Now the good stuff.  At the first glimpse of Michelle, we all cheered. The first time Barack hit the big screens, we all went crazy.  There he was. Our man. The first time Bush hit the big screen, boos all around.  Cheney=moans, and jokes about his wheelchair (he messed up his back while he was moving).  And during the ceremony, when they formally announced Bush, the boos were all we could hear!  I don’t know if he could hear them, or if this translated onto the TV coverage, but it was about 2 million folks booing.  A guy next to us joked that our cover was “oh no, we were just saying boooooooosh”.  haha.  And then, in waves, we all sang “na-na-na-na, na-na-na-na, hey hey he-ey, go-od-bye”. It was a regular Laker game out there. Not the classiest of moves, but damn, that guy really screwed us over. And he was in front of the wrong crowd, on the wrong day.


Not the classiest move either--but funny shit.

We all laughed in unison about the way Bishop Gene Robinson said “May-LEE-ahhhhhh” and “SASH-aaaaaah”-that was just weird.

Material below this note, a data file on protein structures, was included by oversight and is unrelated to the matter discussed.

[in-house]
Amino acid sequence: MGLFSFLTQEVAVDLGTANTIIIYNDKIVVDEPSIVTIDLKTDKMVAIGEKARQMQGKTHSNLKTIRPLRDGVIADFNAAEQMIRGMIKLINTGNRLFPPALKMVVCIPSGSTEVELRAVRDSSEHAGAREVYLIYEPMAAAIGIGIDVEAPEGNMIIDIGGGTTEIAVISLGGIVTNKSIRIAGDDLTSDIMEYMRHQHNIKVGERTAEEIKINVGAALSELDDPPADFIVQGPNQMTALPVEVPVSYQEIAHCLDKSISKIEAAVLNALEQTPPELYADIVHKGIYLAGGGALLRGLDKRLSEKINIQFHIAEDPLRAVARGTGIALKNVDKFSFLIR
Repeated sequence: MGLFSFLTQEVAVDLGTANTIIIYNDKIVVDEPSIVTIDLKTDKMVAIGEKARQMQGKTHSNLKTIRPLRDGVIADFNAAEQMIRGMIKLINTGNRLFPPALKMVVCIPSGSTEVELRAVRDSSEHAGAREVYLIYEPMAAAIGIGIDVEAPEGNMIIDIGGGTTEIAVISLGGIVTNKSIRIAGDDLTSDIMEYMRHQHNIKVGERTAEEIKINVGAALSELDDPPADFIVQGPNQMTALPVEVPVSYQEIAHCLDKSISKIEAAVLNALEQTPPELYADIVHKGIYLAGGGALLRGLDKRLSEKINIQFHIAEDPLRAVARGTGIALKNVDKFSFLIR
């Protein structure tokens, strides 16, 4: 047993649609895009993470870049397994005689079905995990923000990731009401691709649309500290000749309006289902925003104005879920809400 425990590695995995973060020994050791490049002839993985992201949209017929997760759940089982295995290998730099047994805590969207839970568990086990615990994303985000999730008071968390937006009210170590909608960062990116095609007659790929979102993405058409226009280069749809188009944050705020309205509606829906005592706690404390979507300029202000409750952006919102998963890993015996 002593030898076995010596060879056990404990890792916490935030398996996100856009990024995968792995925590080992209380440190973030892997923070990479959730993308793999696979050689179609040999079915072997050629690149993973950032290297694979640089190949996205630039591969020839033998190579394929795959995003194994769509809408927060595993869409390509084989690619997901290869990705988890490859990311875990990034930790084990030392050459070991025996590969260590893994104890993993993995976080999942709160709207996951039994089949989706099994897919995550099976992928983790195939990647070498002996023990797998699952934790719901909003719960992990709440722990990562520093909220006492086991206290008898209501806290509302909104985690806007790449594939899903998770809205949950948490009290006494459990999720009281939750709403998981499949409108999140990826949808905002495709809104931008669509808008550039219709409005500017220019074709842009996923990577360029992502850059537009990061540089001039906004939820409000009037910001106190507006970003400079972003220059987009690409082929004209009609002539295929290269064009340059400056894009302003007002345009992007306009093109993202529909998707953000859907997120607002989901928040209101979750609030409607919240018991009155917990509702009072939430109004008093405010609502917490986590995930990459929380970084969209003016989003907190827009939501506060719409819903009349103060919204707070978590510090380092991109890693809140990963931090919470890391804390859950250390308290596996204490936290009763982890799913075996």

Aretha was the voice for the day. I wasn’t sure about that choice, until I heard her sing the first note–and then I remebered her voice and what she has seen and how her voice defines America and a movement. I still secretly hoped that SHE (not Garth) would pull the record scratch moment in the cafe, and start singing SHOUT!


Another shot of the people behind us

And when he was sworn in, that is when the mall erupted. This was the moment we had all been waiting for. THAT was the moment.

Ok, the speech. This was the most anticipated part for me and here’s my untainted opinion ( I haven’t watched an media coverage yet): It was not the speech I wanted.  I was hoping for that sound byte kind of speech “ask not what your country can do for you…” “yes we can” style. I wanted the Obama I voted for: the charasmatic, likeable Superman with a smile.  What we got was a man in charge, the man with the plan; as my brother says “authoritative”. But, you know what-it was real, it was honest, and it was needed. And I am proud of his speech, because we have all already drinken the kool-aid.  We don’t need more. We have a catch phrase, a unity, a purpose. We need a leader we can belive in, and we need action, pronto. An action-figure we can believe in, as the box says.